Sunday, November 29, 2009


It's unfortunate timing that I have an assignment, during the long Turkish holiday weekend, to write about the revival of interest in Istanbul's Ottoman bathhouses. Unfortunate, because Istanbul's biggest, toughest martial artists are (like everyone else in Turkey) spending the whole weekend with their big, tough, close, warm, extended and intact Turkish families, where they are slaughtering sheep and squabbling in the insane, non-linear way only big, tough, close, warm, extended and intact Turkish families can -- that is to say, uninterruptedly, constantly, at the tops of their lungs, and over things so idiotic that listening to it makes you want to gnaw your arm off. I know this because I can hear it emanating from every big, tough close, warm extended and intact Turkish family on my street.

The point is, all the martial artists in the city are off bickering with their families, in preparation for giving me a pitying look and intimating that my life must be a vale of alienated Western anomie when next I explain that my entire family lives on another Continent.

I therefore have no chance to overtrain with them and get miserably sore and possibly injured, for which a spell in the hammam would be a nice remedy.

I did, however, while looking for accounts of the hammams in Orientalist travelogues, accidentally come across some wonderful descriptions of Istanbul. Should you be wondering what it's like here, these descriptions really are still absolutely true. If Edward Said thinks the Orientalist perspective on the Orient is somehow lacking, it is only because he thought through this problem while living in Manhattan.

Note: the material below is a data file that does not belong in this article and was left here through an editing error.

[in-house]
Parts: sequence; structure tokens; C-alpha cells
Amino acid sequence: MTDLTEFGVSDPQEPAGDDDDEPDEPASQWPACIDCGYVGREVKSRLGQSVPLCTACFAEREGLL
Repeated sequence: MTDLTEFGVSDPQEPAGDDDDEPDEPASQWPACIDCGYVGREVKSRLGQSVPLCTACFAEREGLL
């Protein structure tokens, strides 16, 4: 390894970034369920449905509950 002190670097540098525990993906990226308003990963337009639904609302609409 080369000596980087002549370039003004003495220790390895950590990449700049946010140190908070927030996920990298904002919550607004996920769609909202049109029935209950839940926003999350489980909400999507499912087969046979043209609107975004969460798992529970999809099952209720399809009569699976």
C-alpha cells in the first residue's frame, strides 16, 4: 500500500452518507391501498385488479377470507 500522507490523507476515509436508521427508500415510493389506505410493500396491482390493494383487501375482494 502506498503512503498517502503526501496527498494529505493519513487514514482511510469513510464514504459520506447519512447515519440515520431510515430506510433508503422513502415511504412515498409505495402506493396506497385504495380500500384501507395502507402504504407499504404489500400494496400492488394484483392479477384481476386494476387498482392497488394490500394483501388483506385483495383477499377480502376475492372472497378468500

Just imagine a backdrop of non-stop, high-volume bickering in Turkish -- plus the melancholy laughter of a flock of gulls and a lot of car horns -- and voilà, you're in Istanbul.

... The vision of this morning has vanished. The Constantinople of light and beauty has given place to a monstrous city, scattered about over an infinity of hills and valleys; it is a labyrinth of human ant-hills, cemeteries, ruins and solitary places; a confusion of civilisation and barbarity which presents an image of all the cities upon earth, and gathers to itself all the aspects of human life. It is really only the skeleton of a great city –the walls, which form only a small part –while the rest is enormous agglomeration of shacks, an interminable Asiatic encampment swarming with peoples of every race and religion who have never been counted, of people of every race and every religion. It is a great city in the process of transformation, composed of ancient cities that are in decay, new cities which emerged yesterday, and other cities now being born; everything is in confusion; on every side can be seen the vestiges of gigantic works, mountains bored through, hills cut down, entire districts leveled to the ground, great streets laid out; an immense mass of debris and remains of conflagrations upon ground forever tormented by the hand of man. The most incongruous objects are all jumbled together, an endless procession of bizarre and unexpected sights that make your head spin. You walk along a fine residential street to find it end in a gorge; you come out of the theatre and to find yourself surrounded by tombs. ...